In Part 1 we discovered that it was during the Stone Age that books were invented, but they were inscribed directly onto the walls of the cave and so were not portable. Although the use of animal skins became popular the Ice Age put paid to them as people needed the skins to keep warm and survive. Thus it was, and thus it were, and thus it did, that books vanished for an age. Eventually Bronze Age person rediscovered them and, using the newly invented and infinitely shinier bronze, books were rediscovered and enjoyed by many. But then the Iron Age came along and messed it all up as books moved on to the much less shinier, duller and way more heavier iron. These books were so heavy and wordy that they had to be pulled along by horses which, being new themselves, only the rich could afford. And thus, again, books fell out of common use and into the hands of the rich. Bloody iron age, spoiling stuff for the low people. The more enterprising of them took to scratching stories into the mud, but they were invariably trampled over or dug up and smeared over straw bales to make houses with.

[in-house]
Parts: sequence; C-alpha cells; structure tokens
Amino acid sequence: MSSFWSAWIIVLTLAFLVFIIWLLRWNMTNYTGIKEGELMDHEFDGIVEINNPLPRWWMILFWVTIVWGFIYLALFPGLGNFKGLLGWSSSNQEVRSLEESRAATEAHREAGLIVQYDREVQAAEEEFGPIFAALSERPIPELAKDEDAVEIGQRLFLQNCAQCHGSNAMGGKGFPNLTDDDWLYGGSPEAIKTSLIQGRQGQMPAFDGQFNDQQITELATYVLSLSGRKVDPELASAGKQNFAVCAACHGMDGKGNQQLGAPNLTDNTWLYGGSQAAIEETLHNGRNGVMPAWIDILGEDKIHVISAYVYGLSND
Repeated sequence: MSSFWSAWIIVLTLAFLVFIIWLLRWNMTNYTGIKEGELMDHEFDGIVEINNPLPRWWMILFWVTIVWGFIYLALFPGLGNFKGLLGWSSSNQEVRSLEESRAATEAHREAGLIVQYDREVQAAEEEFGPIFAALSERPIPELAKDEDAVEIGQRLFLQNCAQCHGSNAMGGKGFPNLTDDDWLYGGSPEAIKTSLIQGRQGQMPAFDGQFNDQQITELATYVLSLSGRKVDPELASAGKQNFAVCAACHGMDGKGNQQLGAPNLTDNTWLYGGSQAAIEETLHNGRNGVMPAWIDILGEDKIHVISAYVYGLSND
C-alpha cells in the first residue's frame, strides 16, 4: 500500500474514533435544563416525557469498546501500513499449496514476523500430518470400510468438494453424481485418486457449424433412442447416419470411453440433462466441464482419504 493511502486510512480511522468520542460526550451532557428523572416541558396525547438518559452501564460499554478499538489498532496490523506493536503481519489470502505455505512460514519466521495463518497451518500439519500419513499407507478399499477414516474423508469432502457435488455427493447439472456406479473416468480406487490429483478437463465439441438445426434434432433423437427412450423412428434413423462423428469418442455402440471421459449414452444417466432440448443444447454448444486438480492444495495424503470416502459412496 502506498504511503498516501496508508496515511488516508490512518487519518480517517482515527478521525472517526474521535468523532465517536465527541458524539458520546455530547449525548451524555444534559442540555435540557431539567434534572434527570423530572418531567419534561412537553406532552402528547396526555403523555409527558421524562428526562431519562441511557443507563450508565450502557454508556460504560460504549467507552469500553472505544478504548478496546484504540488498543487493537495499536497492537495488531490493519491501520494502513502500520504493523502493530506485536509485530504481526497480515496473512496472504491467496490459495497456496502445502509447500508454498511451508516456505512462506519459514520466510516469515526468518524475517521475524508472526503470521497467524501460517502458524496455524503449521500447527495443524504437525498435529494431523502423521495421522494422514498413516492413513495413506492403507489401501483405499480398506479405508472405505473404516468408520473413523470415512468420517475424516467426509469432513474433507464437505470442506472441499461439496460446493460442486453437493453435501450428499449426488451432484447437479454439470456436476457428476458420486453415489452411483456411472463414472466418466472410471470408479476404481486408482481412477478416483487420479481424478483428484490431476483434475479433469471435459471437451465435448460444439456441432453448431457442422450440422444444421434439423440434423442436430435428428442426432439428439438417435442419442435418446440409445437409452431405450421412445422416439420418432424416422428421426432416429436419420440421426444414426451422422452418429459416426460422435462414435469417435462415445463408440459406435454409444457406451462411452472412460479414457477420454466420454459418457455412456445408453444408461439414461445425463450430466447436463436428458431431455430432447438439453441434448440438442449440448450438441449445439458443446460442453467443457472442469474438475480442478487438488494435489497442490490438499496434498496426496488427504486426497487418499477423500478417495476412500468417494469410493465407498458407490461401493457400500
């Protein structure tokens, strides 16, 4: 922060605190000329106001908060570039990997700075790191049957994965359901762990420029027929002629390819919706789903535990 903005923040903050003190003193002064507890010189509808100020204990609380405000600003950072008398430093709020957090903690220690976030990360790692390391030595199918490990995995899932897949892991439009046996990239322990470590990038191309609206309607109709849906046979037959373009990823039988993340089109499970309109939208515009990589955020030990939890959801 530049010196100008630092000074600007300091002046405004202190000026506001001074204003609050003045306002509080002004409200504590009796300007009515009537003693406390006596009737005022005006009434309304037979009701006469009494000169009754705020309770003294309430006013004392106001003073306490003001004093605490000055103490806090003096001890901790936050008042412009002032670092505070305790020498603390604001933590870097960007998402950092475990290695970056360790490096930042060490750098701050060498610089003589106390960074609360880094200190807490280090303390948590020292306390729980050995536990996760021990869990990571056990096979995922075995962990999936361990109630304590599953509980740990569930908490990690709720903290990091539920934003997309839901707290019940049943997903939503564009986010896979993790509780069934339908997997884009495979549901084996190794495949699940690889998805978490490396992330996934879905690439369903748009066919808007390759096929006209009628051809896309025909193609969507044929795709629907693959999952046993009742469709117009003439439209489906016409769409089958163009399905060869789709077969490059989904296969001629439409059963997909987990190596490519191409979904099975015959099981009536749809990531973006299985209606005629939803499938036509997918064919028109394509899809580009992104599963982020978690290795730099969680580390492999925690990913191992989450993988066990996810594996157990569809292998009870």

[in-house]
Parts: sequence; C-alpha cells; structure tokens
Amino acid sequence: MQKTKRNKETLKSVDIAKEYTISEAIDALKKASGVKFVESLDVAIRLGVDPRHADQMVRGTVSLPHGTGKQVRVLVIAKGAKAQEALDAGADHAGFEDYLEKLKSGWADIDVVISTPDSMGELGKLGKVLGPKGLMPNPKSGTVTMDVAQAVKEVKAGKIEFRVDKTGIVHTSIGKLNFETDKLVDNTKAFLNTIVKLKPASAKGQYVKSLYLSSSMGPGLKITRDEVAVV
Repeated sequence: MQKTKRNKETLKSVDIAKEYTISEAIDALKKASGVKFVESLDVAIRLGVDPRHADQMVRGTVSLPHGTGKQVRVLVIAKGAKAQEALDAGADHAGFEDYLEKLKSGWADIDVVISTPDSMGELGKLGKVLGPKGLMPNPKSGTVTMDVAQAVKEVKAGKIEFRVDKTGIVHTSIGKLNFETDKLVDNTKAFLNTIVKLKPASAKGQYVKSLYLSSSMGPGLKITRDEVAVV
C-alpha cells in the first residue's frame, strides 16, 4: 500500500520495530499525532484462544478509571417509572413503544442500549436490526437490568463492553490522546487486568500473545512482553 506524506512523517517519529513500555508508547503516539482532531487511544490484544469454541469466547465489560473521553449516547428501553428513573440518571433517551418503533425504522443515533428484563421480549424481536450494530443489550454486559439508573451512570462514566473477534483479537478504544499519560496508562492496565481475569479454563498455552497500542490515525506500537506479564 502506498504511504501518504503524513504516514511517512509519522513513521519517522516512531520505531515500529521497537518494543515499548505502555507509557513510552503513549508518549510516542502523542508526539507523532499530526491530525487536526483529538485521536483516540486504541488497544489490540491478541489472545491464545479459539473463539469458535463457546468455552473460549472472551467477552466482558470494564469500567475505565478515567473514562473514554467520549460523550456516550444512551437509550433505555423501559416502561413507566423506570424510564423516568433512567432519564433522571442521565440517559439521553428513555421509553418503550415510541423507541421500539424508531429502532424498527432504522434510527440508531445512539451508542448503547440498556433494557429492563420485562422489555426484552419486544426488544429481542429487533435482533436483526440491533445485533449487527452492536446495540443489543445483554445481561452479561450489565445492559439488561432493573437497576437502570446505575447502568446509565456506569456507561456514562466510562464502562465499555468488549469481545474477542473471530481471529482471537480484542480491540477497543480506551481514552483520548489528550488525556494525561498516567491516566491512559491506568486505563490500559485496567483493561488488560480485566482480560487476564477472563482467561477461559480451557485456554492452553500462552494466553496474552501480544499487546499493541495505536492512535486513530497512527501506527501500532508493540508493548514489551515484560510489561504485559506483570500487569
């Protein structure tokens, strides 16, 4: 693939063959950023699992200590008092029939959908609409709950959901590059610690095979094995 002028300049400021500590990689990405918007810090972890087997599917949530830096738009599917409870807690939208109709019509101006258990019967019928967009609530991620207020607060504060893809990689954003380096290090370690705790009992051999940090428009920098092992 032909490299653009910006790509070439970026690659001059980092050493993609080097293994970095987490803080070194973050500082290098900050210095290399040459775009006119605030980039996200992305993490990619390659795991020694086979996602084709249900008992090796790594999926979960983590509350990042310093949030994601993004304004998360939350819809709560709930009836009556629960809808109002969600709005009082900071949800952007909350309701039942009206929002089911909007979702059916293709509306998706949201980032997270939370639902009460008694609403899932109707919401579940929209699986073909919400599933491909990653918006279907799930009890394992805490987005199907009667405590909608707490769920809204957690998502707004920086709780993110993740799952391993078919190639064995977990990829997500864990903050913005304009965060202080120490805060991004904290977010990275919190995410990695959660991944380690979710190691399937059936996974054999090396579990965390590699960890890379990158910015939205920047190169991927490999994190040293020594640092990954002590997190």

And so Britain was stuck in a bookish rut. The Iron Age dragged on, and books were dragged about, for what seemed like 1000’s of years. That was until the Romans turned up. But we’re getting ahead of ourselves a bit here.
Let’s backtrack a tad and see what the Egyptians were doing book-wise, shall we? No? well, tough.
And so, onto..